In August 2008, the American Society of International Law established a Task Force to evaluate and reconsider U.S. policy toward the International Criminal Court. The eight-member Task Force has met five times and received written and oral briefings from more than a dozen experts who presented varied perspectives. These experts have served with the U.S. Government (including the military), the International Criminal Court, U.S. allies, and civil society. The Task Force has reviewed U.S. policy, from the negotiating history of the Rome Statute through to the present, as well as the performance of the Court. It has also studied the complex legal issues presented in this area. The Task Force is preparing a report containing detailed findings and recommendations for release at the ASIL Annual Meeting in late March. Pending completion of that report, the Task Force has agreed upon the following recommendations.
The ASIL Task Force on U.S. Policy Toward the International Criminal Court takes note of the desirable evolution in the de facto policy of the United States toward the Court in the last few years. In light of the Court’s record over the past seven years and its involvement in compelling situations—such as Darfur, Uganda, and the Democratic Republic of Congo—that are of great concern to the United States, there is an auspicious opportunity to put U.S. relations with the Court on an articulated course of positive engagement. The Task Force recommends that the President take prompt steps to announce a policy of positive engagement with the Court, including:
- a stated policy of the U.S. Government’s intention, notwithstanding its prior letter of May 6, 2002 to the U.N. Secretary General, to support the object and purpose of the Rome Statute of the Court;
- examination of methods by which the United States can support important criminal investigations of the Court, including cooperation on the arrest of fugitive defendants, the provision of diplomatic support, and the sharing of information, as well as ways in which it can cooperate with the Court in the prevention and deterrence of genocide, war crimes, and crimes against humanity;
- examination of U.S. policy concerning the scope, applicability, and implementation of "Article 98 Agreements" concerning the protections afforded to U.S. personnel and others in the territory of States that have joined the Court;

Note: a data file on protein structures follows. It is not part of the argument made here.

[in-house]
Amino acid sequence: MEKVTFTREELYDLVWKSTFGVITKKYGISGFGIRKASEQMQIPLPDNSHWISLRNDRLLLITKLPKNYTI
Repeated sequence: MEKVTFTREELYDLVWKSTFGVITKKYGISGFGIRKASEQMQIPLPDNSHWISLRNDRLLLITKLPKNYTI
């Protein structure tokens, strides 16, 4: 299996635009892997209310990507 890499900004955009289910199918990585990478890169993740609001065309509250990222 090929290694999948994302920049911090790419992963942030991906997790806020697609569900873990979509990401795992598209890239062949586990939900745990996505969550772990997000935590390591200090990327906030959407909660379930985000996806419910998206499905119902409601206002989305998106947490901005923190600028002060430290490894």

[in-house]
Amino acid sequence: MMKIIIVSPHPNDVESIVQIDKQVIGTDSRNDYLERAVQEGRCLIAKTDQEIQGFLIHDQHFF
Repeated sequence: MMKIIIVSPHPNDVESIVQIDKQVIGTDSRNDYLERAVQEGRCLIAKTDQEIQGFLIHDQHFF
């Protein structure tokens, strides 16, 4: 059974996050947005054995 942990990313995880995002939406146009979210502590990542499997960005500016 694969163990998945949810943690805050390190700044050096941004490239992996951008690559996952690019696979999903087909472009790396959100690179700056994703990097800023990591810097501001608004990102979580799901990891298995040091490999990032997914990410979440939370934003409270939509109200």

- U.S. participation as an observer in the Assembly of States Parties to the Rome Statute, including the Special Working Group on the Crime of Aggression and the 2010 Review Conference of the Rome Statute;
- the issuance of any presidential waivers in the interests of the United States that address restrictions on assistance to and cooperation with the Court contained in the American Service-members’ Protection Act of 2002 (ASPA) and advice to the Congress on the need for further amendments of ASPA;
- identification of a high-ranking official to serve as the focal point within the executive branch to coordinate U.S. cooperation with the Court and monitor ICC performance in order to inform the further development of U.S. policy in this area;
- U.S. development assistance focused on rule-of-law capacity building, including that which enables countries to exercise their complementary jurisdiction to the Court effectively;
- support for the continued development of contacts between the various branches of the U.S. Government and the Court;
- support for the legislative agenda detailed below; and
- an inter-agency policy review to re-examine, in light of the Court’s further performance and the outcome of the 2010 Review Conference, whether the United States should become a party to the Rome Statute with any appropriate understandings and declarations as other States Parties have done.
The Task Force further recommends that Congress pursue a legislative agenda on the Court that includes:
- amendment of the American Service-members’ Protection Act and other applicable laws to the extent necessary to enhance flexibility in the U.S. Government’s engagement with the Court and allies that are State Parties to the Rome Statute;
- consideration of amendment to U.S. law to permit full domestic U.S. prosecution of crimes within the jurisdiction of the Court so as to ensure the primacy of U.S. jurisdiction over the Court’s jurisdiction under the complementarity regime; and
- hearings to review and monitor Court performance in order to identify means by which the United States can support the Court consistent with the interests of the United States and the international community and to re-examine whether the U.S. should become a party to the Rome Statute with any appropriate understandings and declarations as other States Parties have done.
Monday, February 2, 2009
ASIL Task Force Issues Recommendations on U.S. Policy Toward ICC
Earlier today, the American Society of International Law’s Task Force on U.S. Policy Toward the International Criminal Court issued a statement "recommending that the President announce a policy of positive engagement with the Court." The Task Force is chaired by former State Department Legal Adviser and Deputy Secretary of Defense William H. Taft, IV, and former U.S. federal appellate and International Criminal Tribunal for the Former Yugoslavia Judge Patricia M. Wald. Other members include former Congressman Mickey Edwards, Vanderbilt University Law School Professor Michael A. Newton, former U.S. Supreme Court Justice Sandra Day O’Connor, former International Court of Justice President Stephen M. Schwebel, former Deputy Prosecutor of the ICTY David Tolbert, and Johns Hopkins School for Advanced International Studies Professor Ruth Wedgwood. Here's the Task Force's statement: